Thursday, January 15, 2009

Brinsley Schwarz is beautiful

There isn't much rational about which bands or artists people latch onto as their favourites. Whenever I try to triangulate my tastes the results don't work: how can I like Pink Floyd, Deep Purple and Wishbone Ash but not Genesis, Led Zep and U2? I don't think that it is coincidental that my attachment to these bands was formed in the late 70s when I was a teenager. It's odd, now, looking back: when people talk about 1977, or 1976, as the year of punk, I remember it as the year that I bought Pink Floyd's 60s albums. Almost all of my listening was an exercise in rediscovery. Unlike the purist muso, who loves nothing better than knowing of some obscure work of which nobody else has heard, I have always felt isolated: surely I can't be the only one who likes Patrik Fitzgerald?

Brinsley Schwarz: Brinsley Schwarz (1970)

My interest in Brinsley Schwarz was first inspired by recognising that the guitarist in The Rumour used to have a band; when I found that it also contained Ian Gomm and Nick Lowe, both of whom I had heard and liked, it seemed likely that I would also like it. I did, I suppose, although it was a bit of a shock: 50s and 60s retro, country rock, reggae, all in a strange mix with sharp lyrics.

Listening now, what you notice is the super-abundance of talent: a Hammond organ riff is overlain by sparkling melodic guitar, punctuated by a bubbling bass line, creating a joyous noise packed full of grace notes. The group stands head and shoulders above their contemporaries.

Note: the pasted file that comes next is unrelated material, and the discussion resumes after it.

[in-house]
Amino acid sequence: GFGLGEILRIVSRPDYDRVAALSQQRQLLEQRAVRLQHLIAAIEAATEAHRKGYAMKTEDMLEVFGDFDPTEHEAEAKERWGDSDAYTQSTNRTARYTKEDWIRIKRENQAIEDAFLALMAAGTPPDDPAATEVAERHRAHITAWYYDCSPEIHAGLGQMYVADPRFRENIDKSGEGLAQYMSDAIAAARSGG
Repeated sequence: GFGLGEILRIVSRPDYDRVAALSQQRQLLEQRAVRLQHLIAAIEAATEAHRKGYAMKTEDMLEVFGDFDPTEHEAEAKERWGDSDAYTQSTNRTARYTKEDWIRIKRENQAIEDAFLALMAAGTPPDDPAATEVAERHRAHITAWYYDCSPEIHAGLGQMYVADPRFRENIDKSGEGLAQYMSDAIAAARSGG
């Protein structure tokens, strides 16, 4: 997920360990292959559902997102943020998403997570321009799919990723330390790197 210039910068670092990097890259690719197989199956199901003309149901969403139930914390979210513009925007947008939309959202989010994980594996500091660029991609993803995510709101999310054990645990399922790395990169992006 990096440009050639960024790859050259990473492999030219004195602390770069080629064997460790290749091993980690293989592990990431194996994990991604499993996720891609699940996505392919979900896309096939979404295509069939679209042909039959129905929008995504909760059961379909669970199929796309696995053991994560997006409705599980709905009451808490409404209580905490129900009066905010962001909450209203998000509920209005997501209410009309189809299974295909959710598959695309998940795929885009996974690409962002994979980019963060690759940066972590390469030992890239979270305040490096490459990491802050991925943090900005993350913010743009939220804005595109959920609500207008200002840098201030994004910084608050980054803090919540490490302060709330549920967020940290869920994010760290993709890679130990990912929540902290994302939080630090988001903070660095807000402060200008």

You can see, though, why they never broke through. Quite apart from the early hostility of the music press, who felt they'd been hyped, the records they made weren't really pop, any more than Nick Lowe's work is now. Good, yes, pop, no. And there is a thinness to the writing: every album has a couple of fillers, and the reliance as a fall-back on good-time rock and roll cliches can get wearing. I guess I'm trying to justify my opinion that, as all muso purists say, the early stuff is the best:

"Warm summer morning with nothing to do
Over my shoulder there's a beautiful blue
Guess I'll walk the four miles to Ebury Down
Go to see my lady when there's noone around"

Ebury Down (Nick Lowe) from Despite It All

I find it impossible to listen to their music without smiling and thinking of summer.

1 comment:

Anonymous said...

Brinsley Schwarz! What else can I say.Bought their album with the Imdian on a paint horse around 1970. I found it while rummaging through record imports at Sam the Record Man on Yonge street, Toronto, Canada.The off-beat art work is why I bought it.Ballad of a Has-been Beauty Queen, Is still one of my all time favourites.I still listen to it all the time. John